This was the 98th Christmas Bird Count in North America and the 45th consecutive Wolfville Count. Initially, on December 25, 1900, 27 observers participated on 25 different Christmas Bird Counts. Since those first years, the number of counts have so grown in number and scope that, of course, not all counts can be held on Christmas, so there is a an official count period from mid-December to early January. There are about 1700 official individual counts and over 45,000 observers take part. Of course there are also many “unofficial” ones throughout all the states and provinces.
In early November we had our first snow and unusually some of this snow is still with us. Water bodies froze early forcing some waterfowl to migrate earlier than normal. These two factors had a decided effect on the Count numbers as for example there were no warblers recorded for the first time in years. Nevertheless sparrows made a good showing being almost identical to last year’s numbers. On Count Day temperatures ranged from -10C to -4C with sunny conditions particularly in the forenoon and light winds all day. Participants included 50 observers in 25-27 field parties and another 62 at 51 feeders. In terms of party hours and distance travelled the effort by field observers was similar to last year..
The total of 73 species was average for this Count in recent years. The total number seen was 73665, well short of our provincial record of 92,412 seen in 1992. There was one species new to the Count, an adult Peregrine Falcon seen at Habitant. This brought the total species seen since the Count’s inception to 146. Two other great finds were 1) a Hermit Thrush, seen by Phil Taylor, as it has only been recorded once before on the Wolfville Count, and 2) two Black-backed Woodpeckers, found by Bernard Forsythe, which has also been recorded only once before. However the rarest species were found just after the Count Period, both near the Wolfville sewage ponds where Bernard Forsythe turned up a LeConte’s Sparrow and Richard Stern a Seaside Sparrow. Both were undoubtedly there on Count Day but because of their furtive nature, searchers would have been unusually lucky to locate them. Inexplicably in spite of the snow cover Northern Flicker even increased over last year’s record of 34, to a new high of 48. Fox Sparrows are seldom found this late so three at feeders, equalling the all-time high, was a good find. In contrast to the 1996 Count, irruptive species were in good to high numbers and I understand this is typical across North America. Notable were 999 Common Redpoll and 2107 Bohemian Waxwing, the latter easily outdoing the previous high of 477. In fact Cedar Waxwings almost doubled their previous high, with 385 vs. 194. Similar to last year, Herring Gull numbers were lower than normal. However around 4 p.m. approaching high tide, there were huge numbers of gulls over the Minas Basin which made our count of 12,000+ look a bit small.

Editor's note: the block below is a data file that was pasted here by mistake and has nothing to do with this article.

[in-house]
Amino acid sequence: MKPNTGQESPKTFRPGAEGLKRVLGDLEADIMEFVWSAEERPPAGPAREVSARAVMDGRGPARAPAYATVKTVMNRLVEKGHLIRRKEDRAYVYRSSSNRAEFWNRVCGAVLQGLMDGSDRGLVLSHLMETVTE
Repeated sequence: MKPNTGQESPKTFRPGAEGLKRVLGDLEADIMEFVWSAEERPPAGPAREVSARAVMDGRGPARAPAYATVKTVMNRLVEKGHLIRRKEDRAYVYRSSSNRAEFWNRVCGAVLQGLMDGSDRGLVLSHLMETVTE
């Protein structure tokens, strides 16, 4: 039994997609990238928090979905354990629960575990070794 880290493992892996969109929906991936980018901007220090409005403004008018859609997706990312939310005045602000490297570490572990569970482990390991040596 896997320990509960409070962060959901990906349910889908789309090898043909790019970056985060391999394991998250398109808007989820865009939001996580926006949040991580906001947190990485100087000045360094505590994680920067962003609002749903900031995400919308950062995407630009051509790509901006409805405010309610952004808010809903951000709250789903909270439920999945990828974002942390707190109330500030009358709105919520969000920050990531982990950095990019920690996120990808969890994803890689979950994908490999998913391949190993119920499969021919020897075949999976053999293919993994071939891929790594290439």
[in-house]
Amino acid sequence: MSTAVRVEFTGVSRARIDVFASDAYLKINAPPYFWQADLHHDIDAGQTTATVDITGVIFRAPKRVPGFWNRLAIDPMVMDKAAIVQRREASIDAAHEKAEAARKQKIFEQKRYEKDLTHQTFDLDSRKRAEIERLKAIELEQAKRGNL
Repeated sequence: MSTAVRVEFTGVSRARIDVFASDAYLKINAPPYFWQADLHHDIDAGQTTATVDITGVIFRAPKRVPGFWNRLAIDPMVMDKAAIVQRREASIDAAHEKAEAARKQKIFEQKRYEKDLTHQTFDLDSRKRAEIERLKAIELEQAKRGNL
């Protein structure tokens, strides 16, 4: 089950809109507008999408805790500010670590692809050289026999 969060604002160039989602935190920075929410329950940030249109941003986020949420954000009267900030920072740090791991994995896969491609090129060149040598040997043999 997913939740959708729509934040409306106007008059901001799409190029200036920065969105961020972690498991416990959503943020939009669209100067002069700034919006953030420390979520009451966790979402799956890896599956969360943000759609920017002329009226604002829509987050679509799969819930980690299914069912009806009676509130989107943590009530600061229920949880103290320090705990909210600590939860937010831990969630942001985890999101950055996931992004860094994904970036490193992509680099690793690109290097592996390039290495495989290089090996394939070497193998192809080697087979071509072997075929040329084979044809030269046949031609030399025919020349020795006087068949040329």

The feeder-watchers contributed 39 species with the aforementioned Fox Sparrows and a Baltimore Oriole being the most interesting. Eva Urban’s at Avonport was the most productive with 26 species (not all at the feeders). The Yellow-headed Blackbird which had been present in Avonport and Gaspereau for over a month appeared at Urbans feeder on December 20, just before Count Day!
The post-count gathering at Acadia was well attended as usual. The chowder, chili and desserts were greatly enjoyed by all. Thanks go to Brenda Thexton, Judy Tufts, Lorna Hart and to the others who contributed to the event. Special thanks to the field observers for their efforts and to all of those who checked their feeder that day. I would also like to thank Jim Wolford and Mike McCall for coordinating and compiling the efforts of the feeder-watchers and to my wife, Stella, for checking the data.
|Great Blue Heron||6|
|Great Black-backed Gull||2498|
|American Tree Sparrow||202|
|Total number of species||73|
|Total number of individuals||73665|
|Other species seen in Count Week….Yellow-headed Blackbird.|
Field Observers and Feeder-watchers
Agar Adamson; Margaret Alliston; Jim Amos; Patricia Bernier; Diana Bishop; Sherman Boates; Larry Bogan; Mike Boudreau; Carol Buckley; Sandy Connelly; Susan Cox; Peggy Crawford-Kellock; Debbie and Jim Daigle; Gail and Pat Davis; Ed and Ev Eagles; Joan Eaton; Mark and Paul Elderkin; Bob Flecknell; George and Harold Forsyth; Bernard Forsythe; Jamie, Glenys and Merritt Gibson; Ed Hancock; Lorna Hart; Blanche Healy; Tom Herman; Maxine Hill; Dennis Hipburn; Blair Hodgman; Bob Horne; Isobel, John and Winnie Horton; Nicole Humble; Douglas and Shirley Jackson; Mark Johnston; Ian Jonsen; Ann and Jerry Karttunen; Pat Kelly; Sandy Kempton; Angus and Stella MacLean; Shirley Marston; Bill and Pat Martell; Jessie Martin; Bernard and Eleanor Mason; Sheila McCurdy; Pat McLeod; Randy and Terri Milton; Susan Montonen; Barney Morison; Edna Mutch; Gary Ness; Nancy and Pam Nickerson; Joe Nocera; Mike O’Brien; Ian Paterson; Linda and Terry Pearson; Mary Pratt; Tom Regan; Stan Riggs; Gordon Robart; Benita Rogers; Marg Russell; Barry Sabean; Meg Scheid; Kathy Schaffner; Jack and Ruth Scott; Mabel Sheffield; Ed Shynal; Peter Smith; Richard Stern; George and Maeann Stevens; Merriam Sullivan; Hugh Swandell; Meredith Sweeney; Phil Taylor; Bill and Brenda Thexton; Dianne Thorpe; Jean Timpa; Chris Toplack; David Tracey; Gerry Trueman; Gordon Tufts; Deanna and Eva Urban; Gertrude Waseem; Heather Watts; Sherman Williams; Jim Wolford; Frank Woolaver; Jeni Wright; Barry and Betty Yoell.